The first grizzly bear hunting season since 1975 is expected to begin this fall. However, not everyone is happy about it – including some of the people who drew the coveted grizzly tags.
For many years, Wyoming’s grizzly bear population has been above target recovery numbers, according to the biologists who work closely with the bears. It’s certainly time to begin efforts to manage their numbers intentionally, and hunting is one of the most efficient tools wildlife management officials have at their disposal.
With that in mind, the Wyoming Game and Fish Department crafted regulations for the hunting season, designating a quota of up to 10 boars and up to two sows in the areas closest to Yellowstone and Grand Teton National Parks, and another 12 bears in Hunt Area 7. The chances that the maximum 24 bears will be taken are slim, but opponents of the hunt are concerned about that number. If all 24 were to be killed, it would reduce the grizzly population too much, they say.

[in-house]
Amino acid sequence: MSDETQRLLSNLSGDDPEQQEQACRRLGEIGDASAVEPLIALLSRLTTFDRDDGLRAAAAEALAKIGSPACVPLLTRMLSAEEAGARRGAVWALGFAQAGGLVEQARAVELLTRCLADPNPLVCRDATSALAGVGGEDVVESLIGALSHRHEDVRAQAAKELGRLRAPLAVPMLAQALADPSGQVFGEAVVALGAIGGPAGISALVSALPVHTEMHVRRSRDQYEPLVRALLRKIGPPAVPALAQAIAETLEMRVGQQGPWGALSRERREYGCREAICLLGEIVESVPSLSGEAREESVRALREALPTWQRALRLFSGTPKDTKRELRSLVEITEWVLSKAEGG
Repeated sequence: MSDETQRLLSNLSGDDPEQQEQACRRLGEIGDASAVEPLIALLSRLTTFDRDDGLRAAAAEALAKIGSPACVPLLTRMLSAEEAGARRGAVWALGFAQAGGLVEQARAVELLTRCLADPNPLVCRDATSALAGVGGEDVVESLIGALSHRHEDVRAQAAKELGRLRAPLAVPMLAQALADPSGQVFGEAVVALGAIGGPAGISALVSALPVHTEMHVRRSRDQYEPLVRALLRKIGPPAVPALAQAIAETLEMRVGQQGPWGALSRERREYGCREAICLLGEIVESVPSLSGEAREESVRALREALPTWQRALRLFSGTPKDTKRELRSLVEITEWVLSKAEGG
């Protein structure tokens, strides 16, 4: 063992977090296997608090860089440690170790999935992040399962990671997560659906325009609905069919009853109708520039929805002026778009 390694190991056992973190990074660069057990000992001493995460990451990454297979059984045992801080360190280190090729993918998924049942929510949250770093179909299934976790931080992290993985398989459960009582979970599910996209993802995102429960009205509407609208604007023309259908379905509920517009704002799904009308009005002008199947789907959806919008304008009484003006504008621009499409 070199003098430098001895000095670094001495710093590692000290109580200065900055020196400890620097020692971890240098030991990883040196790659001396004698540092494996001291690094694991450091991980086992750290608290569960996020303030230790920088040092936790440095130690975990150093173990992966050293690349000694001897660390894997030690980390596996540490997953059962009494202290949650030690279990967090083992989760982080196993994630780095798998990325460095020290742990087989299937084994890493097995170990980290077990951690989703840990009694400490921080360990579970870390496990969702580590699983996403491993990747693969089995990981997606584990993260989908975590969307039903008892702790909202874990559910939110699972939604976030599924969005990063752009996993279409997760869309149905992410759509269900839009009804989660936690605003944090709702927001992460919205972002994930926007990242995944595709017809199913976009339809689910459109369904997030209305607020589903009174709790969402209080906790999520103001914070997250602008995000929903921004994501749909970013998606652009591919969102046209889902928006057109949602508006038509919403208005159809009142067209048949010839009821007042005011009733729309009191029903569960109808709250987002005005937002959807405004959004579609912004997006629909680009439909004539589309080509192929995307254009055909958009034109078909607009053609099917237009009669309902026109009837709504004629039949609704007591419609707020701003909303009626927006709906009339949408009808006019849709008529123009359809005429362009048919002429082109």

Those opponents have found a way to use the Game and Fish’s own rules as a way to protest – and disrupt – the hunt. Hunters who are selected in the lottery are given first choice to buy the license, and then they are given 10 days to hunt. Only one hunter may hunt at a time.
However, at least two of the hunters who have been awarded licenses in the lottery have stated that they will not hunt the bears they’re allowed to hunt. At least not with rifles. Tom Mangelsen, a world-renowned wildlife photographer from Jackson, said he will use his 10-day season to photograph the bears, rather than kill any of them, and another hunter has said the same thing. That means at least 20 days of the season, there will be no bears taken.
It’ll be interesting to see how this all shakes out.